Some entrepreneurs are innovative in many ways, others merely were in the right time and place with a one-hit wonder and do not necessarily have a broader vision. Those leading such a company are only guaranteed to have been able to invent that product, they may be “one hit wonders” and not be innovative in general.
Fortunately for society those who innovate with complex products like artificial intelligence seem more likely to be people who are possess the traits of superforecasters like “better at inductive reasoning, pattern detection, cognitive flexibility, and open-mindedness".
Sometimes potential new platform opportunities can be predicted in advance when a new technology or need can be predicted to arise. In 1999 many people were claiming the “operating system wars” were over with a seeming steady state reached with Microsoft Windows leading and Apple with a minority share ensuring at least limited progress. At the time this author was telling people that the rise of new handheld form factors would lead to an opening for a new operating system war, as it did several years later leading to IOS and Android claiming the market.
Unfortunately, the future evolution of Artificial Intelligence and what niches may become entrenched platforms with moats is not easy to predict. It is such a general-purpose technology that general purpose AI’s like ChatGPT, or the API can serve many potential niches. Specific applications may have niches for specialized products to develop a moat, but those niches may be broad enough to overlap with other niches where products are seeking to get entrenched and created moats.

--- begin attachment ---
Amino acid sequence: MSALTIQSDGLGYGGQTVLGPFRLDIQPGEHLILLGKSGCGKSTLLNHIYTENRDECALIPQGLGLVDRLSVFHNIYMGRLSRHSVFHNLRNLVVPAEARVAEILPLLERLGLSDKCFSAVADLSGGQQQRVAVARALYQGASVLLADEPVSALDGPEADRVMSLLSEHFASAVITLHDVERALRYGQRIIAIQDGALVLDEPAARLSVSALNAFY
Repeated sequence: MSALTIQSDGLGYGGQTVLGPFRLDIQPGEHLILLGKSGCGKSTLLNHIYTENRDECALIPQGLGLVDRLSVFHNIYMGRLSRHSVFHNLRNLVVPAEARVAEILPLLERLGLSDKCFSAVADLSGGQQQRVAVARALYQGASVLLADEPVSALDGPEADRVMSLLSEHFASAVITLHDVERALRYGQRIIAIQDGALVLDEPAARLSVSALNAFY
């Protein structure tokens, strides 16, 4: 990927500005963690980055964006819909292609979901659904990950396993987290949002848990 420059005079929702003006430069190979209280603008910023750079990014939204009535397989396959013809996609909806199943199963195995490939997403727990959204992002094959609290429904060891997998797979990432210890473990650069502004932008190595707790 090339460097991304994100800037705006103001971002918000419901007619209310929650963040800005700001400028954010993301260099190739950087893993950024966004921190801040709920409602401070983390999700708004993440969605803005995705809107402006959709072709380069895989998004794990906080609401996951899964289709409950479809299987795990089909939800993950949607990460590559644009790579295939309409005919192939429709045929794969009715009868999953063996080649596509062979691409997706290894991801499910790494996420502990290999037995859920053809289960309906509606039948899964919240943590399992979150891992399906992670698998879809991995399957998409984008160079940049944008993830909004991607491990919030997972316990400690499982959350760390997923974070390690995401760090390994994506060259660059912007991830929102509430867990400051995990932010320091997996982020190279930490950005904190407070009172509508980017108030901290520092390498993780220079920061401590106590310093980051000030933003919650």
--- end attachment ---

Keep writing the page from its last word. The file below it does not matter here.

Alan Kay argued “The best way to predict the future is to invent it.” It is only in hindsight that we will see who invented the moats that arise. Investors and entrepreneurs will just need to take the risk to try to capture a moat and deal with the uncertain prospects for where competition may arise.
Indirect Product Paths
In 1993, someone who wanted to see most people carry around high quality digital cameras in 30 years would have focused on creating a stand-alone digital camera they would evolve over the years. Most likely wouldn't have focused on integrating their camera with cell phone technology as the way to get their technology adopted. In that case the cell phone platforms adopted other technologies which were able to spread along with them. It is possible some eventually widely used AI technologies will similarly turn out to have tagged along as an added feature for a different product. The open question is whether platforms for AI will similarly aid the rise of related technologies by having component parts where bits of technology can be provided by third parties that will evolve good solutions, or whether they will limit the ability to add on third party technologies.
Complicated Moats And Early Releases, Crypto Example
Some moats have proven very difficult to cross despite widespread interest in doing so. Many wish to replace government currencies, but have underestimated or misunderstood the moats that protect them. Its useful to be aware of the problems they encountered to avoid repeating the same mistakes when hoping to apply AI. The adoption of new technologies may also potentially lead to first movers creating moats similarly difficult for later entrants to displace.
Although major government fiat currencies like the US dollar suffer from some amount of inflation, overall, they maintain far more price stability than cryptocurrencies like Bitcoin. Initially government currencies were accepted by many people due to being being backed by metals like gold, or other commodities. Now the US dollar is essentially backed in a decentralized fashion by the billions of goods it can be exchanged for. It is used in vast numbers of purchase transactions each day, with prices for each item collectively backing the currency and helping to stabilize its price.